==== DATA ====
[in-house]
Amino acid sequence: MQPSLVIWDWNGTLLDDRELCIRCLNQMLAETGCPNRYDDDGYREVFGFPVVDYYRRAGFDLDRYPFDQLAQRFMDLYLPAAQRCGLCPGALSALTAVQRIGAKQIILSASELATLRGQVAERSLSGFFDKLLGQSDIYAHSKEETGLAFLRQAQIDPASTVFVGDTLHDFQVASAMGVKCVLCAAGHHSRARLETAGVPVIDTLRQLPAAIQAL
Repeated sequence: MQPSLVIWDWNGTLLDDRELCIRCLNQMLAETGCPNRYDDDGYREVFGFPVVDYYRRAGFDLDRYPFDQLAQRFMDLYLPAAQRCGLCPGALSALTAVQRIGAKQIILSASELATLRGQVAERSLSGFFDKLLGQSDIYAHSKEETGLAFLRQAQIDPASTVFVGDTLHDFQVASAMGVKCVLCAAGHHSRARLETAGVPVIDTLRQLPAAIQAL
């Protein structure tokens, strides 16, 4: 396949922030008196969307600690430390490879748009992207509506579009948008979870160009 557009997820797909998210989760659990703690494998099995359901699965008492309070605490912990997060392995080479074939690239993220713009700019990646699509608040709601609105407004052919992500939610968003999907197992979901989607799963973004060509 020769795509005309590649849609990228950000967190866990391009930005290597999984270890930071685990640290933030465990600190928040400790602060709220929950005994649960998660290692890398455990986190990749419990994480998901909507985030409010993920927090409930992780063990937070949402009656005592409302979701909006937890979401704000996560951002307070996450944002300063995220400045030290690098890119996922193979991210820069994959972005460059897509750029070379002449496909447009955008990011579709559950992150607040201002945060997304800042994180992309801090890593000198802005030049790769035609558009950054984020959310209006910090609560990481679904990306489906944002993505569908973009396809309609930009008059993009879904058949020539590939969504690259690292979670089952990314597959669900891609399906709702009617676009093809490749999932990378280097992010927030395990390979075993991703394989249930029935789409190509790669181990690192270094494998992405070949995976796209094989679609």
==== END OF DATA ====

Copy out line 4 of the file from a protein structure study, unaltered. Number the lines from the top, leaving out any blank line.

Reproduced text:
């Protein structure tokens, strides 16, 4: 396949922030008196969307600690430390490879748009992207509506579009948008979870160009 557009997820797909998210989760659990703690494998099995359901699965008492309070605490912990997060392995080479074939690239993220713009700019990646699509608040709601609105407004052919992500939610968003999907197992979901989607799963973004060509 020769795509005309590649849609990228950000967190866990391009930005290597999984270890930071685990640290933030465990600190928040400790602060709220929950005994649960998660290692890398455990986190990749419990994480998901909507985030409010993920927090409930992780063990937070949402009656005592409302979701909006937890979401704000996560951002307070996450944002300063995220400045030290690098890119996922193979991210820069994959972005460059897509750029070379002449496909447009955008990011579709559950992150607040201002945060997304800042994180992309801090890593000198802005030049790769035609558009950054984020959310209006910090609560990481679904990306489906944002993505569908973009396809309609930009008059993009879904058949020539590939969504690259690292979670089952990314597959669900891609399906709702009617676009093809490749999932990378280097992010927030395990390979075993991703394989249930029935789409190509790669181990690192270094494998992405070949995976796209094989679609």